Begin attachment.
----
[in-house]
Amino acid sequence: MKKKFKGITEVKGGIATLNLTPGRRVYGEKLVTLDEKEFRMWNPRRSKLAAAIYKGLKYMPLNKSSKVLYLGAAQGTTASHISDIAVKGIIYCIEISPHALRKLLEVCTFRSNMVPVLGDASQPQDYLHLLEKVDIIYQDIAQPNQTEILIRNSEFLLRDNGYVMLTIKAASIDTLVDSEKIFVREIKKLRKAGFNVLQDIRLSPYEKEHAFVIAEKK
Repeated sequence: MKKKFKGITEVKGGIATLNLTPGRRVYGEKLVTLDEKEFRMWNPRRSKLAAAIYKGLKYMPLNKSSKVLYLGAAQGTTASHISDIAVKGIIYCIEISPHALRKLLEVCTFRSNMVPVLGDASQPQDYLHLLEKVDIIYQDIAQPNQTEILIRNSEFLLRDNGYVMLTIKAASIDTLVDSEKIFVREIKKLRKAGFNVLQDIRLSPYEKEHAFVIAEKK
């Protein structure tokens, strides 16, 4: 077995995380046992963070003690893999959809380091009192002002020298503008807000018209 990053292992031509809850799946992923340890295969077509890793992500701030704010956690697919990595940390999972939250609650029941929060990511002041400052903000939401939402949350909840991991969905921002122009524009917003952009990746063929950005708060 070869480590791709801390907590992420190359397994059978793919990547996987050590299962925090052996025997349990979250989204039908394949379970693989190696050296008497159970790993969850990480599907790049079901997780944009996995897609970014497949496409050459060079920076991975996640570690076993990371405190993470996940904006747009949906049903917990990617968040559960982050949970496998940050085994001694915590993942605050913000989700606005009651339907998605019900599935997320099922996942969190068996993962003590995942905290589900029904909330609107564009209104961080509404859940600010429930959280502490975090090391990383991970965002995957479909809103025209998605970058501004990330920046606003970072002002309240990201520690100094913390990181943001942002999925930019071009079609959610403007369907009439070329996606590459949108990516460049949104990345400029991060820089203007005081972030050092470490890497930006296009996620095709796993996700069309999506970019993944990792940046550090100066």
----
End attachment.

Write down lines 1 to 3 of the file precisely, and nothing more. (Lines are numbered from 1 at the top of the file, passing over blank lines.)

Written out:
[in-house]
Amino acid sequence: MKKKFKGITEVKGGIATLNLTPGRRVYGEKLVTLDEKEFRMWNPRRSKLAAAIYKGLKYMPLNKSSKVLYLGAAQGTTASHISDIAVKGIIYCIEISPHALRKLLEVCTFRSNMVPVLGDASQPQDYLHLLEKVDIIYQDIAQPNQTEILIRNSEFLLRDNGYVMLTIKAASIDTLVDSEKIFVREIKKLRKAGFNVLQDIRLSPYEKEHAFVIAEKK
Repeated sequence: MKKKFKGITEVKGGIATLNLTPGRRVYGEKLVTLDEKEFRMWNPRRSKLAAAIYKGLKYMPLNKSSKVLYLGAAQGTTASHISDIAVKGIIYCIEISPHALRKLLEVCTFRSNMVPVLGDASQPQDYLHLLEKVDIIYQDIAQPNQTEILIRNSEFLLRDNGYVMLTIKAASIDTLVDSEKIFVREIKKLRKAGFNVLQDIRLSPYEKEHAFVIAEKK